Papilloma virus infections and superbug tuberculosis strains will come under renewed attack, after the federal government today agreed to support two University of Queensland research projects.
The funding will allow Professor Ian Frazer — co-inventor of the human papilloma virus (HPV) vaccine — to seek treatments for people infected with the cancer-promoting viruses.
The second project — led by Professor Matt Cooper of UQ’s Institute for Molecular Bioscience — will improve the treatment and control of tuberculosis, which affects every country in the world and causes two million deaths a year.
Health Minister Tanya Plibersek said the National Health and Medical Research Council’s Development Grant scheme would provide $513,630 for Professor Cooper’s three-year tuberculosis project, and $209,782 for Professor Frazer’s HPV study, over two years.
Scholarship funding for seven UQ PhD students also was announced yesterday.
Professor Cooper said current tuberculosis treatments required patients to take four drugs for six to nine months.
“This prolonged treatment means many patients don’t finish the course of medicine. This has led to the TB bacteria developing resistance to multiple drugs, so we need to develop new medications,” he said.
“Reducing the treatment time would help us improve patient cure rates, contain TB’s spread and potentially save millions of lives.”
The World Health Organisation estimates one in three people is exposed to TB, which is caused by Mycobacterium tuberculosis. It becomes active when a person’s immune system is compromised, as in HIV/AIDS patients.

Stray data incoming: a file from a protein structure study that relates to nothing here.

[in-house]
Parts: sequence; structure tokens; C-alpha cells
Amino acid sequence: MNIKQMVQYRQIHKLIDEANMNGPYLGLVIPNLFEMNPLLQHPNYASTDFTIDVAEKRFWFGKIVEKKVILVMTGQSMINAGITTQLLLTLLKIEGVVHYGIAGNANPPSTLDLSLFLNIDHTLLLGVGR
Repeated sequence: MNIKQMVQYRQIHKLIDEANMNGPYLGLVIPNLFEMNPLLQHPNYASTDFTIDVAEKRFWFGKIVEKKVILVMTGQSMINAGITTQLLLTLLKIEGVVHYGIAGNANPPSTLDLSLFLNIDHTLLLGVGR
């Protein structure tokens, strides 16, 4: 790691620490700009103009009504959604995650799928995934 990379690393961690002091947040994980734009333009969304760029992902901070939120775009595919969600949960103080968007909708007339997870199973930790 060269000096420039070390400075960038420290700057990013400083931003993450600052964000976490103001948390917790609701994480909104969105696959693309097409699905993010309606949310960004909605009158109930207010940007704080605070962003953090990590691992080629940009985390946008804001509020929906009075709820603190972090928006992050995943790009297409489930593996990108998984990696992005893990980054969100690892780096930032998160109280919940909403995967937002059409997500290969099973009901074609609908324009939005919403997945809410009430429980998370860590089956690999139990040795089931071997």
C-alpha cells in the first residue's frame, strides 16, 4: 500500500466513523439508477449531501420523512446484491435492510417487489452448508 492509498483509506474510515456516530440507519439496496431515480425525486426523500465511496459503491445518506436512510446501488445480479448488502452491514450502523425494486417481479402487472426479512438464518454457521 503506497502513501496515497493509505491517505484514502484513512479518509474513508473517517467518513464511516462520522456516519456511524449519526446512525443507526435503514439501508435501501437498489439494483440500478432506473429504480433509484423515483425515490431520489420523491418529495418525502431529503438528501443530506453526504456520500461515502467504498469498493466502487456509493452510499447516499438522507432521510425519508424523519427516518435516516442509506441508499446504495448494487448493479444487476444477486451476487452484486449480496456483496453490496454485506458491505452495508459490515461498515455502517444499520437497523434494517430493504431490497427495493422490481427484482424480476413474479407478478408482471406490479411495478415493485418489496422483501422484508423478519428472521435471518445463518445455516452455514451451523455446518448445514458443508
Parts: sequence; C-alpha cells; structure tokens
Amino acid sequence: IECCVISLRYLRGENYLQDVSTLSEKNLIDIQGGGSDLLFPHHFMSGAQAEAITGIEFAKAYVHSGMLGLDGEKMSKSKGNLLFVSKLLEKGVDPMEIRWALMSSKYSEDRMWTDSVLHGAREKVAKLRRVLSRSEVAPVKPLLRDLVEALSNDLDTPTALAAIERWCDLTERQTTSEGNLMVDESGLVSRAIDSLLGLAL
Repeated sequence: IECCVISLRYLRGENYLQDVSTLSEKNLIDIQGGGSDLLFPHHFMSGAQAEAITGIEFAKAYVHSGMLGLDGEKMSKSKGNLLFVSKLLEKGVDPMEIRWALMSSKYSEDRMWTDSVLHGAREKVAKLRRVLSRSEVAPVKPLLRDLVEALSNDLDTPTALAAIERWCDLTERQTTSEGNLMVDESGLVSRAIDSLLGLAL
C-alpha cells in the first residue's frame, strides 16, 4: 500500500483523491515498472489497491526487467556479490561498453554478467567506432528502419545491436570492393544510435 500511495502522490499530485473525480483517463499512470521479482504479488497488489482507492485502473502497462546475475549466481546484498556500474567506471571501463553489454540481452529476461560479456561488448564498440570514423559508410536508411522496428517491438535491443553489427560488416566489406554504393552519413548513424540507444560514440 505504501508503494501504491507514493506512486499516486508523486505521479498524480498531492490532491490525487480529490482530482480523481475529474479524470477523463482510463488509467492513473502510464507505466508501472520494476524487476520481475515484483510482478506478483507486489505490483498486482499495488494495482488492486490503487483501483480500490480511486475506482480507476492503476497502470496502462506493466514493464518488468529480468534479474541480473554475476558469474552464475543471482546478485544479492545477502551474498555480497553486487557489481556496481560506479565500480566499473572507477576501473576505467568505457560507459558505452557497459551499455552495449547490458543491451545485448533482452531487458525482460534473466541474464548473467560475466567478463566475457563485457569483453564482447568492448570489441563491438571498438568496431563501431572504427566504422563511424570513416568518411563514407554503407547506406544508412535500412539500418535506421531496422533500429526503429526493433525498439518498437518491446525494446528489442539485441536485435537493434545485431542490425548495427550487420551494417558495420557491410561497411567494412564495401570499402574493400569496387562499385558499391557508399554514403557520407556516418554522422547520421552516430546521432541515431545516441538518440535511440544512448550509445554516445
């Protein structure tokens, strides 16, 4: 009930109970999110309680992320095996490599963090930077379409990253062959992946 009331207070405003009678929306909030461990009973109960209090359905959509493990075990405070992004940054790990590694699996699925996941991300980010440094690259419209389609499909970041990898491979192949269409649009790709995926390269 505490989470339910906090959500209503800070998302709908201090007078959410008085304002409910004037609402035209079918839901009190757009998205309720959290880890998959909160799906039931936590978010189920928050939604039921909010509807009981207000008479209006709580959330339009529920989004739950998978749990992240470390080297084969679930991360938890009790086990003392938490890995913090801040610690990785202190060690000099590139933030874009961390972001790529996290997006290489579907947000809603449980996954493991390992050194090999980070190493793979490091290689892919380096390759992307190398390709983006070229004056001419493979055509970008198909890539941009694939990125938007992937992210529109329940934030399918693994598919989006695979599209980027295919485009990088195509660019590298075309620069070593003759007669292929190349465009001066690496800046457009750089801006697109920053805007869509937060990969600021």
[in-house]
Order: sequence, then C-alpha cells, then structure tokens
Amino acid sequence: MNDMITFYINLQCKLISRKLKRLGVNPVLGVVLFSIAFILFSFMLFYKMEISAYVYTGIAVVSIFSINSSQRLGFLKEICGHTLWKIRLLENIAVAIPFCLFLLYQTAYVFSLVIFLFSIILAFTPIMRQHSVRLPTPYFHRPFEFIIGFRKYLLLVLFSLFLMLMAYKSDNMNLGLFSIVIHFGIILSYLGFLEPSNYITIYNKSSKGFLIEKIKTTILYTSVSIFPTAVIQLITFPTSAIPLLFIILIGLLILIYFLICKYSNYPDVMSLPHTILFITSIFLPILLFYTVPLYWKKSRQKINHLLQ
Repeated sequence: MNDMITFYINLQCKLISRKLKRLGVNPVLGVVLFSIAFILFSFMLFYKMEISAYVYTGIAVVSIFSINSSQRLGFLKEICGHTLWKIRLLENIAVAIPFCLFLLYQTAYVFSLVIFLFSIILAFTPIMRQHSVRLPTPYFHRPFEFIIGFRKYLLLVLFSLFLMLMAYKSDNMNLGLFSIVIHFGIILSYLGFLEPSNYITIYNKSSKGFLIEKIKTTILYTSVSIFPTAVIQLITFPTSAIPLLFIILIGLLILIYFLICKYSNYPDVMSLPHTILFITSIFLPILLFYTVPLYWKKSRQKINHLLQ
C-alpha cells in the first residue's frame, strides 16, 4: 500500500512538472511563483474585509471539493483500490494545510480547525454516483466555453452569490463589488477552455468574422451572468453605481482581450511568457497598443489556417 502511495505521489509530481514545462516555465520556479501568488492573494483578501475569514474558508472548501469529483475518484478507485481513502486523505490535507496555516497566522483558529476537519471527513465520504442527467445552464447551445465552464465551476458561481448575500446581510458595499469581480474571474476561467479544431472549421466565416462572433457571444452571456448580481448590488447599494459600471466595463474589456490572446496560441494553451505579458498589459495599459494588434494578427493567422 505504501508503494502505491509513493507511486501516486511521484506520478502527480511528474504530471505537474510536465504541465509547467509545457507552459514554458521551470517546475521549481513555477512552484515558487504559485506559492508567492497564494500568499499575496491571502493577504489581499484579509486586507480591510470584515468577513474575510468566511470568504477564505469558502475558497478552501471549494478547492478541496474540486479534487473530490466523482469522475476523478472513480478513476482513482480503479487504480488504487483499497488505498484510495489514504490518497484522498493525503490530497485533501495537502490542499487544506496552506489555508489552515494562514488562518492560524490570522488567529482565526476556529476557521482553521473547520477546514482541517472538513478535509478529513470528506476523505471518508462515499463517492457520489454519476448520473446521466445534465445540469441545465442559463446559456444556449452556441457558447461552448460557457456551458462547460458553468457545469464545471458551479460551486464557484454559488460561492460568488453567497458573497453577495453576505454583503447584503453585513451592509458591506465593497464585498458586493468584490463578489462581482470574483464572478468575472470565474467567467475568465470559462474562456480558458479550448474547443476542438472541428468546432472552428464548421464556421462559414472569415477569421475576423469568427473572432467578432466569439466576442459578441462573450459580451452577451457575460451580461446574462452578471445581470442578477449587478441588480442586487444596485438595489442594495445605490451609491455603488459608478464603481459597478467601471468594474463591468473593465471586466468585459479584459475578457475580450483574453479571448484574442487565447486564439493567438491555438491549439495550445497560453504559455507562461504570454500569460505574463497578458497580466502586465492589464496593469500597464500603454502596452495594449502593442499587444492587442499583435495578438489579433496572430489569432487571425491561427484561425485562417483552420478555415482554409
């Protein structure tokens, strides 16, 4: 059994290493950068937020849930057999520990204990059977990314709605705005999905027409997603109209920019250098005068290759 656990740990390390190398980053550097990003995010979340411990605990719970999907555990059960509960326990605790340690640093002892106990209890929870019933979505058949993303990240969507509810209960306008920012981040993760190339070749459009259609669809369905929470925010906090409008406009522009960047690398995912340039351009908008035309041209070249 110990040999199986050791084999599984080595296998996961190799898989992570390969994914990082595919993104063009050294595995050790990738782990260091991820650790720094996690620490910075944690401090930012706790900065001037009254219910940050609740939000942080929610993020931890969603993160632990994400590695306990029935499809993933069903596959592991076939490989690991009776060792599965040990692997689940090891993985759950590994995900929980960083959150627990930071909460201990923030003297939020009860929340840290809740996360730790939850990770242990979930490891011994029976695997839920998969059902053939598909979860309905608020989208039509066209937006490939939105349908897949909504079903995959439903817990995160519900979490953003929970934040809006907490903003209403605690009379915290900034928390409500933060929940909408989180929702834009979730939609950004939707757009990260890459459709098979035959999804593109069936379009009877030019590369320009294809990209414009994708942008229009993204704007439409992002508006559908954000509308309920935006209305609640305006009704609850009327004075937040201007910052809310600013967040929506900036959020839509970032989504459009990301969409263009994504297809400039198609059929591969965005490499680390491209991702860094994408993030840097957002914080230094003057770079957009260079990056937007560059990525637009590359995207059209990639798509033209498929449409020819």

Australia’s Torres Strait islands, which border Papua New Guinea, have been declared a multi-drug resistant TB hot spot, along with PNG, which will affect the long-term control of TB in Australia.
The incidence of TB in Australia’s indigenous population is 10 times greater than in the wider community.
On the HPV project, Professor Frazer said his team would work with Coridon Pty Ltd to transform the HPV vaccine into a treatment to cure people already infected with cancer-promoting papilloma viruses.
Professor Frazer, head of the new Translational Research Institute in Brisbane, is the co-inventor of the vaccine known variously as Gardasil® and Cervarix®. The vaccine has been administered to 90 million people in more than 124 countries in the past decade.
“We have some understanding of what will be required to develop a therapeutic vaccine effective for persisting HPV infection in skin,” Professor Frazer said.
He said the work would be an example of the collaborative effort to develop new treatments that TRI is designed to deliver to Australia.
“The project aims to find novel solutions for immunotherapy for cancer and chronic viral infections, and reflects our collective research expertise in immunology and Coridon’s strength in optimising vaccine technologies," he said.
The UQ PhD students who received NHMRC Postgraduate Scholarships will work on topics including Biological drivers of lung cancer, Evaluation of swallowing sounds in children with dysphagia, and Assessing effectiveness of publicly funded vaccination programs in Queensland.
Fiona Cameron, UQ Communications, ph +61 7 3346 7086, email@example.com
Bronwyn Adams, UQ Institute for Molecular Bioscience, +61 7 3346 2134, firstname.lastname@example.org
Caroline Davy, UQ Diamantina Institute, +61 7 3443 7027, email@example.com